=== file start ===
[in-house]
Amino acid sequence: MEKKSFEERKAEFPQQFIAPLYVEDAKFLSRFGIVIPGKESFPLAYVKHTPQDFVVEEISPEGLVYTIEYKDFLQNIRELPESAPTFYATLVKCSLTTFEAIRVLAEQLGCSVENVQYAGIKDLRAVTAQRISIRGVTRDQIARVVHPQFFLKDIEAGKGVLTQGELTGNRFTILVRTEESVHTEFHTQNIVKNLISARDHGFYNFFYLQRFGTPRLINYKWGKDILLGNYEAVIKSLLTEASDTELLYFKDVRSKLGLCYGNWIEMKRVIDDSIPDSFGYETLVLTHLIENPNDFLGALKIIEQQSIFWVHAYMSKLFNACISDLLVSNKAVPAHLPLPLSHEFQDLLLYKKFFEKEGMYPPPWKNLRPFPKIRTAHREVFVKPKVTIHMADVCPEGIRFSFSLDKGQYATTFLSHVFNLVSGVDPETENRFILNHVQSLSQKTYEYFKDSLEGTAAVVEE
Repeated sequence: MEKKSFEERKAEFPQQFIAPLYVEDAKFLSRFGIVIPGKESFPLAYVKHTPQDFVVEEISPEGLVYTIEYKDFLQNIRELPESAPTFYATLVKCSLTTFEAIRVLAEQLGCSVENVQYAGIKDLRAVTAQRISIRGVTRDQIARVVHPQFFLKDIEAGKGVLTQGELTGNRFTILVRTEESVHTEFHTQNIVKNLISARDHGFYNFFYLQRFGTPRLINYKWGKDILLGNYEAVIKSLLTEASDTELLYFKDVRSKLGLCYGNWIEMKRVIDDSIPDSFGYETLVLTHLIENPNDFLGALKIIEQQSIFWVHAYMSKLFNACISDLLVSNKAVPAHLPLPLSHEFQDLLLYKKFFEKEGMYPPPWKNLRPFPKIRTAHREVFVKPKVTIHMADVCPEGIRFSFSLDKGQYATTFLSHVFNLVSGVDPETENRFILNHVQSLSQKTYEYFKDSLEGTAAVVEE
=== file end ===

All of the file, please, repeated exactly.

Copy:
[in-house]
Amino acid sequence: MEKKSFEERKAEFPQQFIAPLYVEDAKFLSRFGIVIPGKESFPLAYVKHTPQDFVVEEISPEGLVYTIEYKDFLQNIRELPESAPTFYATLVKCSLTTFEAIRVLAEQLGCSVENVQYAGIKDLRAVTAQRISIRGVTRDQIARVVHPQFFLKDIEAGKGVLTQGELTGNRFTILVRTEESVHTEFHTQNIVKNLISARDHGFYNFFYLQRFGTPRLINYKWGKDILLGNYEAVIKSLLTEASDTELLYFKDVRSKLGLCYGNWIEMKRVIDDSIPDSFGYETLVLTHLIENPNDFLGALKIIEQQSIFWVHAYMSKLFNACISDLLVSNKAVPAHLPLPLSHEFQDLLLYKKFFEKEGMYPPPWKNLRPFPKIRTAHREVFVKPKVTIHMADVCPEGIRFSFSLDKGQYATTFLSHVFNLVSGVDPETENRFILNHVQSLSQKTYEYFKDSLEGTAAVVEE
Repeated sequence: MEKKSFEERKAEFPQQFIAPLYVEDAKFLSRFGIVIPGKESFPLAYVKHTPQDFVVEEISPEGLVYTIEYKDFLQNIRELPESAPTFYATLVKCSLTTFEAIRVLAEQLGCSVENVQYAGIKDLRAVTAQRISIRGVTRDQIARVVHPQFFLKDIEAGKGVLTQGELTGNRFTILVRTEESVHTEFHTQNIVKNLISARDHGFYNFFYLQRFGTPRLINYKWGKDILLGNYEAVIKSLLTEASDTELLYFKDVRSKLGLCYGNWIEMKRVIDDSIPDSFGYETLVLTHLIENPNDFLGALKIIEQQSIFWVHAYMSKLFNACISDLLVSNKAVPAHLPLPLSHEFQDLLLYKKFFEKEGMYPPPWKNLRPFPKIRTAHREVFVKPKVTIHMADVCPEGIRFSFSLDKGQYATTFLSHVFNLVSGVDPETENRFILNHVQSLSQKTYEYFKDSLEGTAAVVEE